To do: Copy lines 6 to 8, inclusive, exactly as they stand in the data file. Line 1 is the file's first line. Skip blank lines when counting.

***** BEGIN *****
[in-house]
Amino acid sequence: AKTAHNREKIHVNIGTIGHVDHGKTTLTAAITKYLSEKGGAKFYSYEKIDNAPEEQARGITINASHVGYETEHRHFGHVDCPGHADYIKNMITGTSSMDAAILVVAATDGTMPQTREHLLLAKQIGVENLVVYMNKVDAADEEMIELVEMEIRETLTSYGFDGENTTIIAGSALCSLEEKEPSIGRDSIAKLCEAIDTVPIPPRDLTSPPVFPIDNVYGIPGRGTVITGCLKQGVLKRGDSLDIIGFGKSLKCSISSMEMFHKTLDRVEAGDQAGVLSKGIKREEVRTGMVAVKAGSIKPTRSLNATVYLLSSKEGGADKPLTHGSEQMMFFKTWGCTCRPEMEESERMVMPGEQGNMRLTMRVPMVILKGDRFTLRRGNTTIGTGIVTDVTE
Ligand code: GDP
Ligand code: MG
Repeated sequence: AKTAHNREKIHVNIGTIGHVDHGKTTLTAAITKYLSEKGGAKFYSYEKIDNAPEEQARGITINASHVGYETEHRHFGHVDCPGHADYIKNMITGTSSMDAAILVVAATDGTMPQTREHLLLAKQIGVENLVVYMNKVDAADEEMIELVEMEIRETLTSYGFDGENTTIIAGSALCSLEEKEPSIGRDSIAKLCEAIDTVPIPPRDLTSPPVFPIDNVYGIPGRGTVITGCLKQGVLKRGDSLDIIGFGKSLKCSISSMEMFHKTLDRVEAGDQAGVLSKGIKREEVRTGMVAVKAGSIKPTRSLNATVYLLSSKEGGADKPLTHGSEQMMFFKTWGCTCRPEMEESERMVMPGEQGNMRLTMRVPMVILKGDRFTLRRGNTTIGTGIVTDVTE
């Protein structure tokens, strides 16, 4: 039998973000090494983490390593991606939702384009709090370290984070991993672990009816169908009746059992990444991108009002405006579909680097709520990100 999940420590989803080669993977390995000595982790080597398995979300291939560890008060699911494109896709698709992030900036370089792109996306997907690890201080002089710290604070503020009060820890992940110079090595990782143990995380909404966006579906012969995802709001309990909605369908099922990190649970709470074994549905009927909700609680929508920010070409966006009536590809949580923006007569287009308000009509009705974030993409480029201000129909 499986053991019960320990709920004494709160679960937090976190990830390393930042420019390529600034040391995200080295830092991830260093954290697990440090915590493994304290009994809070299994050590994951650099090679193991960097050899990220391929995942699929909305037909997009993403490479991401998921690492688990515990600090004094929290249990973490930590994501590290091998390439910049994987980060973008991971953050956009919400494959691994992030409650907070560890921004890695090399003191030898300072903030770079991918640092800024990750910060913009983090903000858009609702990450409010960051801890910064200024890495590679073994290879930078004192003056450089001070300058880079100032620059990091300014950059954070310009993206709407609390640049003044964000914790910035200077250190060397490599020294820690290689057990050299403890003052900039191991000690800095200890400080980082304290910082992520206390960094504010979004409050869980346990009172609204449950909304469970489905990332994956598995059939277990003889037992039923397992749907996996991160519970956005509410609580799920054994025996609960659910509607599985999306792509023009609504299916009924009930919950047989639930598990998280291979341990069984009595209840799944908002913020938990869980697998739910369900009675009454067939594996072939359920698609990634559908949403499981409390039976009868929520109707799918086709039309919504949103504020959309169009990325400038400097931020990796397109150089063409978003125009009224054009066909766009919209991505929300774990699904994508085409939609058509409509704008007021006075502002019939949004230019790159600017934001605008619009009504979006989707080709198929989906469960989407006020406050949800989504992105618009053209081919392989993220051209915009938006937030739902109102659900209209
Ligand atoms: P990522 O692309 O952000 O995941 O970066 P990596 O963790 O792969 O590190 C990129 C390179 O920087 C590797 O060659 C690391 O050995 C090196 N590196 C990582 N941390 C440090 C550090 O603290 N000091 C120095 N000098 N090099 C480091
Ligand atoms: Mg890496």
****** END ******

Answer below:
């Protein structure tokens, strides 16, 4: 039998973000090494983490390593991606939702384009709090370290984070991993672990009816169908009746059992990444991108009002405006579909680097709520990100 999940420590989803080669993977390995000595982790080597398995979300291939560890008060699911494109896709698709992030900036370089792109996306997907690890201080002089710290604070503020009060820890992940110079090595990782143990995380909404966006579906012969995802709001309990909605369908099922990190649970709470074994549905009927909700609680929508920010070409966006009536590809949580923006007569287009308000009509009705974030993409480029201000129909 499986053991019960320990709920004494709160679960937090976190990830390393930042420019390529600034040391995200080295830092991830260093954290697990440090915590493994304290009994809070299994050590994951650099090679193991960097050899990220391929995942699929909305037909997009993403490479991401998921690492688990515990600090004094929290249990973490930590994501590290091998390439910049994987980060973008991971953050956009919400494959691994992030409650907070560890921004890695090399003191030898300072903030770079991918640092800024990750910060913009983090903000858009609702990450409010960051801890910064200024890495590679073994290879930078004192003056450089001070300058880079100032620059990091300014950059954070310009993206709407609390640049003044964000914790910035200077250190060397490599020294820690290689057990050299403890003052900039191991000690800095200890400080980082304290910082992520206390960094504010979004409050869980346990009172609204449950909304469970489905990332994956598995059939277990003889037992039923397992749907996996991160519970956005509410609580799920054994025996609960659910509607599985999306792509023009609504299916009924009930919950047989639930598990998280291979341990069984009595209840799944908002913020938990869980697998739910369900009675009454067939594996072939359920698609990634559908949403499981409390039976009868929520109707799918086709039309919504949103504020959309169009990325400038400097931020990796397109150089063409978003125009009224054009066909766009919209991505929300774990699904994508085409939609058509409509704008007021006075502002019939949004230019790159600017934001605008619009009504979006989707080709198929989906469960989407006020406050949800989504992105618009053209081919392989993220051209915009938006937030739902109102659900209209
Ligand atoms: P990522 O692309 O952000 O995941 O970066 P990596 O963790 O792969 O590190 C990129 C390179 O920087 C590797 O060659 C690391 O050995 C090196 N590196 C990582 N941390 C440090 C550090 O603290 N000091 C120095 N000098 N090099 C480091
Ligand atoms: Mg890496």